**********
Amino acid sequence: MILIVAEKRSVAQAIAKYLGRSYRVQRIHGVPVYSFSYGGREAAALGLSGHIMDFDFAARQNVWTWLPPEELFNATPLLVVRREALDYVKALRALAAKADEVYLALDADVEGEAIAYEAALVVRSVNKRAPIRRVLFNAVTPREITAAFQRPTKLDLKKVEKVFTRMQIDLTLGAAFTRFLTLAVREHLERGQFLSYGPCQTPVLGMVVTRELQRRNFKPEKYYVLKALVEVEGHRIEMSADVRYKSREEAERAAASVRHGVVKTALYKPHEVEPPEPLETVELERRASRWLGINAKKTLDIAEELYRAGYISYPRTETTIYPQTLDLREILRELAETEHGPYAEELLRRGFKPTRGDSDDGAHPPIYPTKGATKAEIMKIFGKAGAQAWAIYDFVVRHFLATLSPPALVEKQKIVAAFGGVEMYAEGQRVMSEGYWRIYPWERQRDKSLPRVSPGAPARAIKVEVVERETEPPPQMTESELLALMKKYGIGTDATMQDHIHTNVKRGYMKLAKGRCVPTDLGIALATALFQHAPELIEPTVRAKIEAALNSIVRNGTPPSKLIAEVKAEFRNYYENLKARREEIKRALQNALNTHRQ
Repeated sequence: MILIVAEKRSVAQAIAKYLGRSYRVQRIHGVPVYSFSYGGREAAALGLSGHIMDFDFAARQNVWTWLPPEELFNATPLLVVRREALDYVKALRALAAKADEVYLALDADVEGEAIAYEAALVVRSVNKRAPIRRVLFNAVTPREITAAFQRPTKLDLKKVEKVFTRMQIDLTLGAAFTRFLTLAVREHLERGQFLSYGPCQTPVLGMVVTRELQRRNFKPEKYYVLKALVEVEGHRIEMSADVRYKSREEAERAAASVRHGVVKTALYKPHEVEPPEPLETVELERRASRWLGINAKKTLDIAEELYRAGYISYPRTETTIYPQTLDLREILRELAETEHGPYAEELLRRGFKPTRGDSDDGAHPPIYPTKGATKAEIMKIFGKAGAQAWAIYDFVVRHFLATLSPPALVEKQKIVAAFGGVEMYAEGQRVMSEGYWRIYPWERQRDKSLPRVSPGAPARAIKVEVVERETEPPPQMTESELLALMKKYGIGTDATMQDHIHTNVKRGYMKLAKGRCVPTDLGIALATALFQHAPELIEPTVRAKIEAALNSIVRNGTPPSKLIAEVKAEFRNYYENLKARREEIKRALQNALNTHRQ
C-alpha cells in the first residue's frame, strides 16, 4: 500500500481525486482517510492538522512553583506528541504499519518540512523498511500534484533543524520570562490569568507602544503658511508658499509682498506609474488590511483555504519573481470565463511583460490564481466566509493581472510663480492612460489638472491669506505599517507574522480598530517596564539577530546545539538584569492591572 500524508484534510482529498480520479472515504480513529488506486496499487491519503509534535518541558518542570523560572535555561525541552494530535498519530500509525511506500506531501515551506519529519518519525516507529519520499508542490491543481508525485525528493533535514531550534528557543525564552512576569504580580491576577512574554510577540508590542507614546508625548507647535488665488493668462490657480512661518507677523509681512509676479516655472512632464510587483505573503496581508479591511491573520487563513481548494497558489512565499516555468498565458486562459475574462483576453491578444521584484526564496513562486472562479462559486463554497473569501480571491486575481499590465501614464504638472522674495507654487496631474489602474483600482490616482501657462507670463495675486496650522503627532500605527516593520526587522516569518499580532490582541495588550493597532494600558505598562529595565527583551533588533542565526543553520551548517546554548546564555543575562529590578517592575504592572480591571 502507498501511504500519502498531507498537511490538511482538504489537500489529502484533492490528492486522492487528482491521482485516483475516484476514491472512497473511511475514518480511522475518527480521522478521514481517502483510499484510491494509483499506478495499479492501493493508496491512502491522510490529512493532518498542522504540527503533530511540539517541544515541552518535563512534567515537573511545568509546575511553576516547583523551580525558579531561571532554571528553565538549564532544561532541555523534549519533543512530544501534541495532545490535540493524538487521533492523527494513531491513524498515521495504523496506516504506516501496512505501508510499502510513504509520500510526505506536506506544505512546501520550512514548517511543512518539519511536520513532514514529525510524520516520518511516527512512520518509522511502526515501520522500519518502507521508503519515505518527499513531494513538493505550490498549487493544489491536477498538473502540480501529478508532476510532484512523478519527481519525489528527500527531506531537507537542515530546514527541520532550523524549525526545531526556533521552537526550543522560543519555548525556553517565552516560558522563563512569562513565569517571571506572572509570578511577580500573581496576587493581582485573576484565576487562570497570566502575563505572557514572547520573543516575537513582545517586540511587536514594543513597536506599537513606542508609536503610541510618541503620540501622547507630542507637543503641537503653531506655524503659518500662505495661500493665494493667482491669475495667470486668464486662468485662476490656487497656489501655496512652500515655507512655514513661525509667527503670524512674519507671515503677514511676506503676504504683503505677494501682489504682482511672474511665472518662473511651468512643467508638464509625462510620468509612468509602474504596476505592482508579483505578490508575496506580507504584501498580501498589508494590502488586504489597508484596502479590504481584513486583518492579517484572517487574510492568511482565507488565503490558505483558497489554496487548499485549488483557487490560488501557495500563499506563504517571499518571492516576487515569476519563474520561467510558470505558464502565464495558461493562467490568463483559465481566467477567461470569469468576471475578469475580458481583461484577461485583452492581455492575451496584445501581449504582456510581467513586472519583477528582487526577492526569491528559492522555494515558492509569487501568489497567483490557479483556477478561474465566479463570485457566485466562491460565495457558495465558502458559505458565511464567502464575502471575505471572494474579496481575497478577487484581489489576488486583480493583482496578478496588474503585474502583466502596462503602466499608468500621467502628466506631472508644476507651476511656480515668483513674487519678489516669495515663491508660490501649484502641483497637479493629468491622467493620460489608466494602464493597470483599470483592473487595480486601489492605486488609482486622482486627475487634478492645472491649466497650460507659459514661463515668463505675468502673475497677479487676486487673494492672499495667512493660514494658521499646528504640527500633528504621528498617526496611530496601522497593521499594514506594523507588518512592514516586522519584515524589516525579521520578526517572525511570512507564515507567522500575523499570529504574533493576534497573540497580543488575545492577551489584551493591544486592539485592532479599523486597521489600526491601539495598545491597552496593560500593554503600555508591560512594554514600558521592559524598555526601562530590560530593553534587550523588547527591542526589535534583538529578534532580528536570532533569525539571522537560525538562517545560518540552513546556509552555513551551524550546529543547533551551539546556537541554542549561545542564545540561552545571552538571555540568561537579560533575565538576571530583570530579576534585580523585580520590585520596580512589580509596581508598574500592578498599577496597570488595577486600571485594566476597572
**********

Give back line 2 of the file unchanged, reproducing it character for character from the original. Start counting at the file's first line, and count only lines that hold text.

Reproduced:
Repeated sequence: MILIVAEKRSVAQAIAKYLGRSYRVQRIHGVPVYSFSYGGREAAALGLSGHIMDFDFAARQNVWTWLPPEELFNATPLLVVRREALDYVKALRALAAKADEVYLALDADVEGEAIAYEAALVVRSVNKRAPIRRVLFNAVTPREITAAFQRPTKLDLKKVEKVFTRMQIDLTLGAAFTRFLTLAVREHLERGQFLSYGPCQTPVLGMVVTRELQRRNFKPEKYYVLKALVEVEGHRIEMSADVRYKSREEAERAAASVRHGVVKTALYKPHEVEPPEPLETVELERRASRWLGINAKKTLDIAEELYRAGYISYPRTETTIYPQTLDLREILRELAETEHGPYAEELLRRGFKPTRGDSDDGAHPPIYPTKGATKAEIMKIFGKAGAQAWAIYDFVVRHFLATLSPPALVEKQKIVAAFGGVEMYAEGQRVMSEGYWRIYPWERQRDKSLPRVSPGAPARAIKVEVVERETEPPPQMTESELLALMKKYGIGTDATMQDHIHTNVKRGYMKLAKGRCVPTDLGIALATALFQHAPELIEPTVRAKIEAALNSIVRNGTPPSKLIAEVKAEFRNYYENLKARREEIKRALQNALNTHRQ